Boulder Creek Fire Department
13230 Central Avenue Boulder Creek, CA 95006


How long does it take a fire engine to get to a fire or medical emergency after 911 has been called?

Typically it takes between 3-5 minutes for engines to arrive on scene after a 911 call has been placed. In some rural areas, it can take between 8-10 minutes for an engine to arrive.

Why do I have to dial 911? Can’t I call the fire station directly and save time?

The 911 emergency system is designed to save valuable seconds. When you dial 911, the system routes the police or fire unit that is closest to your home. Fire stations are not properly equipped to take emergency calls and calling the station directly actually wastes response time.

Why can’t I go to any hospital that I want?

In Santa Cruz County, patients have the choice between Dominican or Watsonville Community. However, depending on the severity of a patient’s condition we have the ability to transport patients to the nearest trauma center either by helicopter or ground ambulance depending on weather conditions.  Patients must meet certain criteria to be considered for trauma center transport.  We cannot transport to Santa Cruz Medical Clinic, Sutter, or other hospitals such as Kaiser.

What can I do to protect my home from wildland fires?

To protect your home from wildfires you must create a safety zone or firebreak by reducing the amount of dead or dying fuel (vegetation) around your home. This does not necessarily mean all vegetation should be removed. In fact, having fire-resistant plants and trees around your home that are properly trimmed and well watered can serve as a firebreak. For a list of things to do to protect your home from wildfires and more information visit

How do I go about drawing up an escape plan for my home/business?

The four basic steps to draw up an escape plan for your home includes:

  1. Draw a floor-plan of your home;
  2. Agree on a meeting place;
  3. Practice your escape plan; and
  4. Make your exit drill realistic.

You can also refer to for information including how to survive alive, tour the survival house, fire and life safety information, and kids & teachers information.

A member of my family is disabled. What does he/she do during a fire?

Assure that you have a well-defined escape plan. Make sure that people who are confined to a wheelchair have immediate access to their wheelchair when an emergency occurs. Call the police department to make sure the person’s special needs are in the 911 dispatch system.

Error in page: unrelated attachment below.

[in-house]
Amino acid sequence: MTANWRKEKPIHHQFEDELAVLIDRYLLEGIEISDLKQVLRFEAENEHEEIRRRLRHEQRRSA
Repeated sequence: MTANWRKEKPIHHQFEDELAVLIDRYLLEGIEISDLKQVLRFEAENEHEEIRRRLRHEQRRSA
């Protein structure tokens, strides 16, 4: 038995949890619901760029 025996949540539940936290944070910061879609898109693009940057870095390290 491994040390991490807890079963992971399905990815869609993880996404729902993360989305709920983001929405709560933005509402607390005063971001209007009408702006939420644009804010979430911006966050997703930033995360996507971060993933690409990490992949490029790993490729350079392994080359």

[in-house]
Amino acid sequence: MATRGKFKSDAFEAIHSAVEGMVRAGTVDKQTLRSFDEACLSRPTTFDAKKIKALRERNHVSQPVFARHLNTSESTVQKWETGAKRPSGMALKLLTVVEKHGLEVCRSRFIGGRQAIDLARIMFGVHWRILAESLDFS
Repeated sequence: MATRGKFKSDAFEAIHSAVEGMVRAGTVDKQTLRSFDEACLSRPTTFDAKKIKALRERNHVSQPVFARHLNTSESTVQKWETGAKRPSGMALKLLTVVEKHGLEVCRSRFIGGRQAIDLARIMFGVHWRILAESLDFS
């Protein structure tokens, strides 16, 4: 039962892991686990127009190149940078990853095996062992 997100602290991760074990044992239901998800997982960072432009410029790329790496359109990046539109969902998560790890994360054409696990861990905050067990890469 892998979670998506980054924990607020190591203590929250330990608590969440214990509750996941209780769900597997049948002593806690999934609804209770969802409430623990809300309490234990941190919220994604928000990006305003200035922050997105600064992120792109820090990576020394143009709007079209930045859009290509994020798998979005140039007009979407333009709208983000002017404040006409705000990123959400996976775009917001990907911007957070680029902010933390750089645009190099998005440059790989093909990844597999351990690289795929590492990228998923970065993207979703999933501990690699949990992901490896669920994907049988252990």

What is the best thing to do for a burn?

Cool a burn with water. Do not use ointments, butter or other substances. For minor burns contact a physician. For serious burns, dial 911 immediately.

What kind of fire extinguisher should I buy?

Homeowners should buy an extinguisher that can handle class A-B-C fires. They should be designed to extinguish fires that usually occur in homes; including wood, paper, flammable liquids and electrical fires.

Do I need to put a smoke detector in every room? How many do I need?

Smoke detectors should be placed outside each sleeping area and on every level of the home, including the basement. On floors without bedrooms, detectors should be installed in or near living areas such as dens, living rooms, or family rooms.

How often should I change the batteries in my smoke detector?

You should change your batteries at least twice a year. An easy way to remember to change your batteries is when you change your clocks for daylight saving time in the spring and fall.

What should I do during an earthquake?

If you are indoors, stay there. Get under a desk or table, or crouch down along an inside wall or hallway. If you are outdoors, get into an open area away from trees, buildings, walls or power lines. If you are driving, pull your car to the side of the road and stop. Avoid overpasses or power lines. Remain inside until shaking is over. If you are in a high-rise building, stay away from windows and outside walls. Get under a table. Do not use elevators. Here are some earthquake resources to learn more:

Is there a difference between a fire engine and a fire truck?

Yes, there is. A fire engine has hose, a water tank, a pump (to pump water), hose, and a small assortment of ladders. A fire truck usually does not have a pump, hose, or water tank, but has a tall ladder fixed to the truck and over 100 feet of portable ladders along with additional equipment. The fire truck most often thought of is the “Hook and Ladder” with a tiller-man steering the rear of the trailer section of the ladder.

Why are there fire trucks at the grocery store?

Because firefighters are required to work a 48-hour tour of duty they shop for and prepare their lunch and dinner each day. They do this because it is more convenient when responding to emergency calls.

Why do they always send a fire truck when I only called for paramedics?

Most medical emergencies require multiple personnel to perform the various tasks associated with patient care.